Can Public Opinion Sway NFL's Stance on Marijuana? has partnered with LexisNexis to bring you this content.

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Damned if they do, damned if they don't.

That's the yin and yang of the marijuana issue as it pertains to the NFL drug policy.

Voters in seven states last week approved cannabis -- either for recreational or medicinal use -- and, by extension, advanced the argument that the league's ban on it (officially) is like something out of the Stone Age.

If you're keeping score, that's 28 states plus the District of Columbia that legally allow weed in one form or another.

The NFL Players Association is in the process of forming a committee that will study and presumably make recommendations about the potential use of marijuana and other alternatives for managing pain.

"The movement is happening," former defensive end Marvin Washington told USA TODAY Sports.

From ABNFL to Players: Pot Now Legal for Some, But Don't Smoke It

Washington, 51, who played 11 seasons, mostly with the New York Jets, has been on something of a crusade by calling for the league to rethink its existing position.

"They can't ignore this, when 60% of the country has access to recreational or medical cannabis," added Washington, co-founder of Isodiol Performance, which has produced a line of cannabidiol-infused products that address pain.

Listening to him and pondering the election reminds me of a chat from training camp with Pittsburgh Steelers President Art Rooney II. I've wondered how the evolution of societal attitudes about marijuana resonate among owners, particularly given the suspensions of several high-profile players.

"The culture in our country has changed," Rooney said. "It's legalized here and there, decriminalized in a lot of places. They may not take it as seriously. But our rules haven't changed.

"Maybe someday," he added, "but not anytime soon."

Someday. The image-conscious NFL surely wants no part of fueling the perception that its players are riding around like Cheech and Chong.

But we're talking about medical marijuana, with a key distinction that might make it plausible as a pain-management alternative: It doesn't contain THC, the ingredient that gets a person high.

As the drug policy stands now, it's more of a wink-wink situation -- and not just for medical marijuana. If players avoid positive tests that would expose them to unlimited random drug tests, they are tested just once a year -- on an undisclosed date between April 20 and Aug. 9 -- which would conceivably allow them to earn a pass to use marijuana during the season. For some users, that would mean staying clean for a few weeks before April 20, then resuming use after their test.

Yet when high-profile talents such as Cleveland Browns receiver Josh Gordon, Steelers receiver Martavis Bryant and Oakland Raiders linebacker Aldon Smith are suspended for a full year or indefinitely, due to multiple failed tests, reportedly for marijuana use, it strikes me as maybe more of an addiction issue than a pain-management solution.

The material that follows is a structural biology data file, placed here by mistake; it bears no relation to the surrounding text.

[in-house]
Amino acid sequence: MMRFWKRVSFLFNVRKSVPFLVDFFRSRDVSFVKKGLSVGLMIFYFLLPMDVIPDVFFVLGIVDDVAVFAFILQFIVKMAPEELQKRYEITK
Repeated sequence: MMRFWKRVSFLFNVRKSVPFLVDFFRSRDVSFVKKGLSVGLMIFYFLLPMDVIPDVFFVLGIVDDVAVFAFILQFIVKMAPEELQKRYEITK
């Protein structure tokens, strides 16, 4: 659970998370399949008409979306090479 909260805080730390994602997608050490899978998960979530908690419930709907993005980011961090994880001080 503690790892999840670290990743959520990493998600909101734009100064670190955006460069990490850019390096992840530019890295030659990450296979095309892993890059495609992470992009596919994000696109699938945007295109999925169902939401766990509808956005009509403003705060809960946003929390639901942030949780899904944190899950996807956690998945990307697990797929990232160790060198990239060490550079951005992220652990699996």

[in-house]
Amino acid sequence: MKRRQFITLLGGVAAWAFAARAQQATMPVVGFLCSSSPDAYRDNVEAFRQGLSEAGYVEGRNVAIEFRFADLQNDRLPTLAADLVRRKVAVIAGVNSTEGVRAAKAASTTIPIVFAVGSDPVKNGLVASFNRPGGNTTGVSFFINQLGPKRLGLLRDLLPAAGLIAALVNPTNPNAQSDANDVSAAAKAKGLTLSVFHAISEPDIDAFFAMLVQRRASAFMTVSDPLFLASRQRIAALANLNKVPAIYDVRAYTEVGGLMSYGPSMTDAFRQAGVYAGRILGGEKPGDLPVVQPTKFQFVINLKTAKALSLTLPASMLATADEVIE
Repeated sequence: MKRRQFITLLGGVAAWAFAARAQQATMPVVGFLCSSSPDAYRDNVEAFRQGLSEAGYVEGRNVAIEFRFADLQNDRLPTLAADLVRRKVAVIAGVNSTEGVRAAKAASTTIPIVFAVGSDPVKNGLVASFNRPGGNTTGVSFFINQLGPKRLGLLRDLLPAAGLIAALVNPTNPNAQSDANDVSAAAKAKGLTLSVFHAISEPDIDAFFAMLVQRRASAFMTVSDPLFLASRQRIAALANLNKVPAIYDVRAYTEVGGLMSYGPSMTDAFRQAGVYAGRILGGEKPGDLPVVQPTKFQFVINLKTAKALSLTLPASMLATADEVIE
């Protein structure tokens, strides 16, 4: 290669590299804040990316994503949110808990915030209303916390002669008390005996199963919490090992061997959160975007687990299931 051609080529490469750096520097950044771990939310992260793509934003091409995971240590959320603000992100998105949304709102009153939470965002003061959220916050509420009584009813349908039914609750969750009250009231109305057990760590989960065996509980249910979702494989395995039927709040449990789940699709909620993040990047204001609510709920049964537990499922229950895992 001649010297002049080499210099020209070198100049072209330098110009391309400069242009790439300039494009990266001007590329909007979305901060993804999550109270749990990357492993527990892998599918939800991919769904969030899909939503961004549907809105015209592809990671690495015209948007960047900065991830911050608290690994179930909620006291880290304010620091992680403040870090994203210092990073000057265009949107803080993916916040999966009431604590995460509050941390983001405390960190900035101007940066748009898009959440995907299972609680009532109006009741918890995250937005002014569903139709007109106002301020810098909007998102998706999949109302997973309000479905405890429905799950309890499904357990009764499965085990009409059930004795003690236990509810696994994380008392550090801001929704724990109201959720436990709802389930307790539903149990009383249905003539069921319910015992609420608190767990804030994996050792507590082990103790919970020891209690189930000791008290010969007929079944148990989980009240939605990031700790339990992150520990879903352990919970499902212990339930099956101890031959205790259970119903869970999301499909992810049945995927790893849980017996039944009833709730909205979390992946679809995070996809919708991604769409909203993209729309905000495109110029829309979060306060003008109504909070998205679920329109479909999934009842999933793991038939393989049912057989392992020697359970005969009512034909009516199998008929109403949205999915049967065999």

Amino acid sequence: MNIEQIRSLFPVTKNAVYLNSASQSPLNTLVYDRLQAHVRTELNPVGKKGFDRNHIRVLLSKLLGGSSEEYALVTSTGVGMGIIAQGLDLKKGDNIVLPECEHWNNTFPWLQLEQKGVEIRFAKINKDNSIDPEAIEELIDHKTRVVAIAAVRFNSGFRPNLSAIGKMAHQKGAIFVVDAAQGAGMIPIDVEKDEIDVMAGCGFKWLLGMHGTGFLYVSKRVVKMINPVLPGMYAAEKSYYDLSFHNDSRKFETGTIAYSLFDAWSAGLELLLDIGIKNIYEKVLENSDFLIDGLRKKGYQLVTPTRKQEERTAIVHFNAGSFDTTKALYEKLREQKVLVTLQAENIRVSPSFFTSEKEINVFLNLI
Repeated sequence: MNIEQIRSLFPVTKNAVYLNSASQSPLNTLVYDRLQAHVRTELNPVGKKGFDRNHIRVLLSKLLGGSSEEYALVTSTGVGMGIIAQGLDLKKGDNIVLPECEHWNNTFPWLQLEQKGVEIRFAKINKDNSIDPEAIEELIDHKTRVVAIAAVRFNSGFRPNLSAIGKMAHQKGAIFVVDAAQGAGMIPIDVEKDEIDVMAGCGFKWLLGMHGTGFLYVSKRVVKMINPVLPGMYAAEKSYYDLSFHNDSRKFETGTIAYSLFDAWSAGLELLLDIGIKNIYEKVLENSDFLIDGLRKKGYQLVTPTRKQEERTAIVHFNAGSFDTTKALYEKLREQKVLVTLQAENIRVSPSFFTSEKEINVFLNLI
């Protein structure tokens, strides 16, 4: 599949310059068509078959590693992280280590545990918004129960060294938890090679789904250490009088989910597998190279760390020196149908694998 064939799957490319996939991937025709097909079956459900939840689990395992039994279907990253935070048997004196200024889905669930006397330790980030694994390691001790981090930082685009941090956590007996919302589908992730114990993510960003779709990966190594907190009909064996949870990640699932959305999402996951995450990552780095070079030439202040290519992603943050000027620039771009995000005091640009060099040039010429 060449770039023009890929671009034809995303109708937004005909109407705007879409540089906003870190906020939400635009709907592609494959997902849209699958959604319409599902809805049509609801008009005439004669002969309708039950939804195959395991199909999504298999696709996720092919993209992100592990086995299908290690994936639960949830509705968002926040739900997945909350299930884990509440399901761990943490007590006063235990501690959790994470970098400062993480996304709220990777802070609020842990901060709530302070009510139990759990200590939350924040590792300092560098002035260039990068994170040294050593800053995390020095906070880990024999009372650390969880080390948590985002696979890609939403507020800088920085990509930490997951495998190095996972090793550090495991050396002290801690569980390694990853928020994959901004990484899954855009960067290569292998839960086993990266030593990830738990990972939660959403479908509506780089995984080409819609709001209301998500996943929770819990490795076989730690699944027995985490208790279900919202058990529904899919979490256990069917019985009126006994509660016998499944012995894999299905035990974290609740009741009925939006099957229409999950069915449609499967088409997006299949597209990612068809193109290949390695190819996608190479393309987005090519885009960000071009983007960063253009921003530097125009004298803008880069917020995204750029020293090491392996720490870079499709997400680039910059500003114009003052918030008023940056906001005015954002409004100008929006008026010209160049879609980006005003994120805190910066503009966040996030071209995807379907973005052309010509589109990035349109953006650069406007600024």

Still, if marijuana can help ease pain that all players endure while engaging in their violent and physical occupation, why deny them? A survey of 229 players by ESPN The Magazine this year came back with 71% approving of the use of medical marijuana.

Marijuana is widely perceived as less dangerous than alcohol, although risks that include being a gateway to other drugs and the impact on brain function and coordination skills can't be dismissed. But there's also the notion that in an environment where participants might choose something to deal with pain, cannabis is highly preferable to opioids.

"Players want an alternative to traditional Western medicine, which is prescribing pills that can be toxic and addictive," Washington said.

The results from the election did little to move the needle at NFL headquarters, a person with knowledge of the thinking of the league's highest-ranking officials told USA TODAY Sports. The NFL's boilerplate statement expressed the same sentiment it has for months, maybe even years: It will follow the science.

There are doctors to be found on both sides of the debate about the benefits of medical marijuana, but the science the NFL references is limited to that which is advised by the four-member panel that administers the drug policy and is jointly approved by the league and players union. This is not an easy or quick fix, but there is room to advance the ball.

If the NFL wants to be progressive, it can make a strong commitment to funding some of the research being conducted to study the effects of marijuana usage. After all, in pledging to promote the long-term wellness of players, benefits could improve the quality of lives.

Washington believes products that contain cannabidiol but are not smoked -- including balms, oils and vaporous mist that can be inhaled -- might be the eventual solution.

"Cannabis and CBD can do the same thing as anti-inflammatories," he said, "but not be as hard on your liver and kidneys."

That's reason enough to search for viable alternatives.

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November 17, 2016


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